"Be patient toward all that is unsolved in your heart and try to love the questions themselves, like locked rooms and like books that are now written in a very foreign tongue. Do not now seek the answers, which cannot be given you because you would not be able to live them. And the point is, to live everything. Live the questions now. Perhaps you will then gradually, without noticing it, live along some distant day into the answer." --Rainer Maria Rilke
I went back into my previous blog post titles and realized that there are several posts that I never finished and that still linger as Drafts in my blogger account. Often they are more like unsolved questions that are lived but that I'm not quite able to articulate. Here's a really big title and theme left unwritten: Dr. King; The Tradition of Nonviolent Civil Disobedience and Nature Study. I know that there is a connection between Dr. King, the tradition of nonviolent civil disobedience and Nature Study and maybe even an answer or two to some of the big questions of our day buried between that interface, I'm just not sure what. This title and many others live as drafts in cyberspace and in my mind as unresolved questions. Rilke captured this human dilemma in the above quote, and I know that he is right. We need to live with our questions. Answers don't drive us and move us forward, questions are what drive us and move us forward. They make us who we are. . . To be human, is to be living with questions. The details and answers in life have a place, but only a place. We need to make room for more than answers. The facts and details of our lives are embedded and framed by the bigger unanswerable questions that we hold. It makes us who we are.
There are lots of seemingly large unanswerable questions we need to hold onto. . . How do we love our enemy? Can we end poverty and hunger? What would world peace look like? How do we save our planet? These questions have a place, even if they have no clear apparent answers. Holding onto these big questions gives us hope for a future we cannot see. Letting go of these big questions is to fall into despair and hopelessness. We may not be able to bring about world peace, but maybe we can bring a bit more peace to a student or a friend through a generous act or a few kind words. Maybe we can share our own resources a bit more generously and help a family or two with a heating bill or a food basket. Maybe taking care of an outdoor learning center and bringing students outside to learn is a kind of small nonviolent civil disobedience that is needed in an age of excessive data and test taking. It seems like the big questions give us a path to both wander and wonder, if we opened enough to listen.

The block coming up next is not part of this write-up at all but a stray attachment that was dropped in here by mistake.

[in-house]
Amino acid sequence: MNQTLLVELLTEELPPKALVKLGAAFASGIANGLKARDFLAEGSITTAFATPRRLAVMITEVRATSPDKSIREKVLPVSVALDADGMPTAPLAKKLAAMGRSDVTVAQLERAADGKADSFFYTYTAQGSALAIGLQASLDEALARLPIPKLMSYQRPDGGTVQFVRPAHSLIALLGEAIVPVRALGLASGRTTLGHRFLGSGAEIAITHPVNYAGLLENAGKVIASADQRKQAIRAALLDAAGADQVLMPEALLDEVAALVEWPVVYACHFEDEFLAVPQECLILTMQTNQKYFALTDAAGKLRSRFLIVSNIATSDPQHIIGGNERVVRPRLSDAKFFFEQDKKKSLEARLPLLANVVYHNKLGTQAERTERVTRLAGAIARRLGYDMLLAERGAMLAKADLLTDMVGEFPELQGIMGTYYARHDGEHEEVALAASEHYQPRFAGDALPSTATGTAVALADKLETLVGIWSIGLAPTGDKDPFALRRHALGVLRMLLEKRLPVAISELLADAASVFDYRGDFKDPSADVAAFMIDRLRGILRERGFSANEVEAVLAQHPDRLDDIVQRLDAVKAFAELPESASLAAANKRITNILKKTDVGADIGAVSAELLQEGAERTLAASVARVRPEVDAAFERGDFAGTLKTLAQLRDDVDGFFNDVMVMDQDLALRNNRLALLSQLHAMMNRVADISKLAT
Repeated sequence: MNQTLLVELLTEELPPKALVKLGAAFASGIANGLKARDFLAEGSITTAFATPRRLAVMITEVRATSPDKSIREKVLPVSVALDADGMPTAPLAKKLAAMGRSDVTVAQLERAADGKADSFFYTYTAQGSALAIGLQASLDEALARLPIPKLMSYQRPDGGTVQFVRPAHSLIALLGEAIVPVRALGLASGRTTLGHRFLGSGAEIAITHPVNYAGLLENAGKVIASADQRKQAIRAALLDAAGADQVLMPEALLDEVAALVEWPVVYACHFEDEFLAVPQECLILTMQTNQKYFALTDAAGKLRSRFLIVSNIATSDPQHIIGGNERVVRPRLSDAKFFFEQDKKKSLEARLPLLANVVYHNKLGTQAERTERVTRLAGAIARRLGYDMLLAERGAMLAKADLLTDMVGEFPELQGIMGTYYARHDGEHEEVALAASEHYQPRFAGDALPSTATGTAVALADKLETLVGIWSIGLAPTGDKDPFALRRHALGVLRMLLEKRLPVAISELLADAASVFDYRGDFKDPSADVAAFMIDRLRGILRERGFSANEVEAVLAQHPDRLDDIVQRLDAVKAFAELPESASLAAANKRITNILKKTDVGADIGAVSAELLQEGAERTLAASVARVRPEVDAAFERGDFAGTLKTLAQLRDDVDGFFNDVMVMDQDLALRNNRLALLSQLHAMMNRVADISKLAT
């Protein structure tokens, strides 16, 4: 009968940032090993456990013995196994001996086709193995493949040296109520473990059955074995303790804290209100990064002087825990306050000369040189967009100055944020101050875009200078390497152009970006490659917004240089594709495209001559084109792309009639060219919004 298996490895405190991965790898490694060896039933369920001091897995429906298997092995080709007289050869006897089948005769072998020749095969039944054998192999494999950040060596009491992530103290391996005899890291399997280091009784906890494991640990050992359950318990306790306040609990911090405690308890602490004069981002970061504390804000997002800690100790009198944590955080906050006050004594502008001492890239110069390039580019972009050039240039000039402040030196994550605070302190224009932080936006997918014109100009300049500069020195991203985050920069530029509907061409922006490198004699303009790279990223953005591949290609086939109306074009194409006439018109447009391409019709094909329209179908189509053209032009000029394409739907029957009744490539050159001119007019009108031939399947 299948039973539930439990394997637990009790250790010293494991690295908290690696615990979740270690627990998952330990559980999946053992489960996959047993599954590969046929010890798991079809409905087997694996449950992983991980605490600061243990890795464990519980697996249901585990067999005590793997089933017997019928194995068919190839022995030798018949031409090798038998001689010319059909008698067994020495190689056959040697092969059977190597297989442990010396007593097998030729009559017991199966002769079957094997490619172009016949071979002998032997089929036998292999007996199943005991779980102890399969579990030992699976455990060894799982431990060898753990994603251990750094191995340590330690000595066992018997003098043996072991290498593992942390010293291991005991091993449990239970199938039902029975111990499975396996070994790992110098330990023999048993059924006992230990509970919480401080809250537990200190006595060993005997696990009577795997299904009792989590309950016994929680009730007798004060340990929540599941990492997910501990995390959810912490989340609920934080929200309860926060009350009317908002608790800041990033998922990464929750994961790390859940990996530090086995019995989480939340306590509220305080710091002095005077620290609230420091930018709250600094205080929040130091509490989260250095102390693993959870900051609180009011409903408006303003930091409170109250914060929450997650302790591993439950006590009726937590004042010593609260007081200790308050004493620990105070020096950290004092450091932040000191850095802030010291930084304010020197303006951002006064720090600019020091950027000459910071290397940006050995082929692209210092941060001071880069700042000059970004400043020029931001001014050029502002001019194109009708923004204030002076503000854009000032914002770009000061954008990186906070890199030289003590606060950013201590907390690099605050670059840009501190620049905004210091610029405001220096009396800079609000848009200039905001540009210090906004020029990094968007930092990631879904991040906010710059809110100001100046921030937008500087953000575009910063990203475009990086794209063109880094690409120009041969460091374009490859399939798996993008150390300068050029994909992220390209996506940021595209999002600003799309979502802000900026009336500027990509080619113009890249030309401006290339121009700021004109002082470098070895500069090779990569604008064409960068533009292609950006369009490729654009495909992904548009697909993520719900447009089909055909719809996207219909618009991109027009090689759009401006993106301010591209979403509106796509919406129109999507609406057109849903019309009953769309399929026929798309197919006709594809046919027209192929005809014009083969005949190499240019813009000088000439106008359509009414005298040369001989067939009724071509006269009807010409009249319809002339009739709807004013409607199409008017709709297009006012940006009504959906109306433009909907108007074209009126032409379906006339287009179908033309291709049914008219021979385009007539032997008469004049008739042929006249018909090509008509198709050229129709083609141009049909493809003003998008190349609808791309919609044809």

Computers are made for answers, but humans are the ones who hold onto the questions. And we are the holders of hope and transformation or the bearers of despair and hopelessness. In previous blogs I have talked about wonder, passion and love for the subject matter as important attributes for learning. All of those things are hard to evaluate in a standardized test. Holding onto big questions without apparent answers is another critical skills (or perhaps human attribute) we need to give time and voice to in education. And again, it is nothing we can evaluate on a standardized test, but it is worthy nonetheless.
I think the future of great thought and of education will be in the hands of poets like Rilke and you and I, who are willing to hold onto big questions without needing immediate answers. And this is good news, because we are born into wonder and we are born into poetry. Rilke and others only reminds us that this is so.
I wish for all of you, big questions that fill you with wonder and hope for a world yet to be. Perhaps just living with them, "gradually, without noticing it, [we will] live along some distant day into the answer[s]."